On the international side, Mr. Pecman confirmed that, while the Bureau remains committed to cooperation with foreign competition law agencies, the Bureau’s policy is not to share a business’s confidential information with a foreign agency unless the agency offers sufficient confidentiality protections. Mr. Pecman also noted that information sharing is typically limited to exchanges of details on process and the discussion of case theories at a general level without the actual sharing of evidence.
- Expect More Contested Criminal Cases – Mr. Pecman confirmed the Bureau’s intention to seek jail sentences for individuals in criminal cartel cases, particularly now that amendments to the Criminal Code have eliminated the availability of conditional sentences for the bid-rigging, conspiracy and criminal misleading advertising offences under the Competition Act. Mr. Pecman acknowledged that this more aggressive approach (combined with the higher stakes associated with a guilty verdict or plea) may mean more contested prosecutions and fewer plea settlements than has been the case in the recent past.
- Recent Wins and Losses – Mr. Pecman announced that the Competition Bureau had recently suffered a setback in its prosecution of a bid-rigging case involving five high-rise construction projects in Montréal. The case was dismissed at the preliminary hearing on the basis that the prosecution failed to provide sufficient evidence for each of the relevant projects to show the existence of a “call or request for bids or tenders” as is required in the bid-rigging provision in the Competition Act. Nonetheless, Mr. Pecman affirmed that the Bureau remains “steadfast” that its approach in this case was “just” and also noted his understanding that the Public Prosecution Service intends to seek a review of the Court’s decision.
While noting this loss, Mr. Pecman also discussed the Bureau’s victory in an Ontario Court of Appeal decision which recently upheld the lower court’s ruling imposing penalties on a set of related companies and their principals for contravening the Competition Act‘s misleading advertising provisions. The case concerned unsolicited faxes sent to Canadian businesses that, through the unauthorized use of “Yellow Pages” and “Walking Fingers” designs, were designed to lead consumers into unknowingly committing to significant subscription fees. One of the individual defendants appealed the lower court’s imposition of an administrative monetary penalty of $500,000 (the statutory maximum for an individual is $750,000). In upholding the lower court’s decision, the Court of Appeal noted that the companies were only vehicles for their principals and that the individuals had used the companies to net many millions of dollars with very low costs. Furthermore, in this particular case, the individuals involved were found to have blatantly disregarded attempts from other jurisdictions to enforce compliance, as well as an order of the Ontario Superior Court of Justice.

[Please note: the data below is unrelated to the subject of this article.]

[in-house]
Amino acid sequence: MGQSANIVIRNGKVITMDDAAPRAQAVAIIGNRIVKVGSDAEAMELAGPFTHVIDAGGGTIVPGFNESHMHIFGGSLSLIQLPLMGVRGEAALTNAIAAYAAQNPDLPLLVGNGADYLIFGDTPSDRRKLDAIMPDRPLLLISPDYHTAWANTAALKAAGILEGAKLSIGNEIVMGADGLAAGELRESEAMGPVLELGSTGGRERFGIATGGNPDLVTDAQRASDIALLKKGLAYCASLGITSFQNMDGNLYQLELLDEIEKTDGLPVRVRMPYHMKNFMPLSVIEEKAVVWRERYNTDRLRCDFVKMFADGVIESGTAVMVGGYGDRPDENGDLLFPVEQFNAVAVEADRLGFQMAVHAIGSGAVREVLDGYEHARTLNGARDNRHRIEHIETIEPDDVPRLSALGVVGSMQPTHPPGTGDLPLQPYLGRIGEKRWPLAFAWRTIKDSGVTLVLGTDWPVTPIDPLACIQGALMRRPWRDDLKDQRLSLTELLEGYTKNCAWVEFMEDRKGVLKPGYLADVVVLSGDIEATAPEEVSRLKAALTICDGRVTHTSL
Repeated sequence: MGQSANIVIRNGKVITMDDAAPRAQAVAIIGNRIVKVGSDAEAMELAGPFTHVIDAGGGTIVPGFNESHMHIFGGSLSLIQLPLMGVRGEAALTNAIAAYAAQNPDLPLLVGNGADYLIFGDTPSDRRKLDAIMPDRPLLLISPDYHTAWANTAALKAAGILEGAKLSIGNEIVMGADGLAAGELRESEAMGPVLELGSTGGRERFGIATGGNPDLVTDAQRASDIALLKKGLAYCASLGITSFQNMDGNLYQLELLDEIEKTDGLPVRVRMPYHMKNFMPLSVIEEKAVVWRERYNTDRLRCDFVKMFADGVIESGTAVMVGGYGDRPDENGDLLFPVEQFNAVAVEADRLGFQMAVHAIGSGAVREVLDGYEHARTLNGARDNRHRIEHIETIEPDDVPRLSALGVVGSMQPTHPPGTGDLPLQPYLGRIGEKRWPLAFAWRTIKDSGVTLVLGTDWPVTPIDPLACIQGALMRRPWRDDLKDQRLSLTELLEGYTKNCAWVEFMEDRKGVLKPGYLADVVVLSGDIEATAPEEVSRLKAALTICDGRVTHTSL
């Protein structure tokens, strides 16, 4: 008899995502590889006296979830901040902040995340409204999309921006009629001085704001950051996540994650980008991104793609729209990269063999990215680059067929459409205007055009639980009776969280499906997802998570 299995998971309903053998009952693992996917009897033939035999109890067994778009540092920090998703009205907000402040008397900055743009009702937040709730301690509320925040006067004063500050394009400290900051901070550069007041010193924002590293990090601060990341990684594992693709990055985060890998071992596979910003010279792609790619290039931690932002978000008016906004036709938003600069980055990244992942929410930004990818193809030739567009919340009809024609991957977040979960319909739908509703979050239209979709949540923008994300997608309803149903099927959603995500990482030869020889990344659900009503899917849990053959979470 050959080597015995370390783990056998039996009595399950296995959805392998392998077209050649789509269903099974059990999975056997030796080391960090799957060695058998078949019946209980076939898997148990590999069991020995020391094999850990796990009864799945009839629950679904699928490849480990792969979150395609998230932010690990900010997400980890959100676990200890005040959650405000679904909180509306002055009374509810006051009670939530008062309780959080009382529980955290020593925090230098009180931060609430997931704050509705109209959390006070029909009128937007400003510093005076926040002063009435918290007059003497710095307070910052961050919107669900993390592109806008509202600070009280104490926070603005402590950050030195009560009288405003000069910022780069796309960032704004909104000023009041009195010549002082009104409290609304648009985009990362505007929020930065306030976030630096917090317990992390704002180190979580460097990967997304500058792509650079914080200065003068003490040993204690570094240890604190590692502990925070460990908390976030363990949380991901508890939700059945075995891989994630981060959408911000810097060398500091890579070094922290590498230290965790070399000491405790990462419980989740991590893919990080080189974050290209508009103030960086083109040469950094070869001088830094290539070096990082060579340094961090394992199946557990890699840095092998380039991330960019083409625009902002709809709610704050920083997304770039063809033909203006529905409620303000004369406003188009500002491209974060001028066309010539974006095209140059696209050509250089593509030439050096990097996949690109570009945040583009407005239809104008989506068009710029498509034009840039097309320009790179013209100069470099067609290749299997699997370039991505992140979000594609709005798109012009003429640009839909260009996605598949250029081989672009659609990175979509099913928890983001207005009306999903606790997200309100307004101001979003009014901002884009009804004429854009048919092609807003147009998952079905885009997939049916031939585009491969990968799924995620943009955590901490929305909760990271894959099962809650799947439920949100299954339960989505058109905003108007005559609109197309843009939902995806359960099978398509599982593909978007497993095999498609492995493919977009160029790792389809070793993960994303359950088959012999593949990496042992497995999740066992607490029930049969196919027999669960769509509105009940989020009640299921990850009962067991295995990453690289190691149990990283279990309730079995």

- Reliance on Court Orders in Place of Voluntary Information Requests – Mr. Pecman reiterated his recent announcement that the Bureau will now seek court-issued production orders (section 11 orders) to obtain information from the targets of non-merger inquiries (principally involving allegations of abuse of dominance and misleading representations), and will rely on voluntary requests for information only on an exceptional basis. Aside from the compulsory nature of such orders, another practical impact of this change is that Bureau investigations may become public much earlier, since court filings required to obtain section 11 orders are generally available to the public upon request. Companies that find themselves the subject of such investigations should be prepared to face the adverse publicity and perhaps even class actions, that sometimes follow the announcement (or leak) of Bureau investigations.
- Transparency and Outreach – Mr. Pecman repeated the message that he wants to increase Bureau transparency and coordination with stakeholders. In addition to continuing the publication of more detailed analyses of complex merger cases that the Bureau decides not to challenge, Mr. Pecman indicated that the Bureau is reviving its practice of holding “sector days” to consult with specific industries on relevant competition issues. On the issue of advisory opinions, Mr. Pecman said that he is not inclined to provide more robust opinions to parties seeking guidance on specific non-merger conduct. He said that advisory opinions are a significant drain on resources and that their utility is limited because they address specific fact scenarios. In addition, Mr. Pecman observed that advisory opinions have been used in litigation against the Bureau, even in cases where the circumstances had changed since the advisory opinion was issued.
Mr. Pecman’s prepared remarks are available on the Bureau’s website.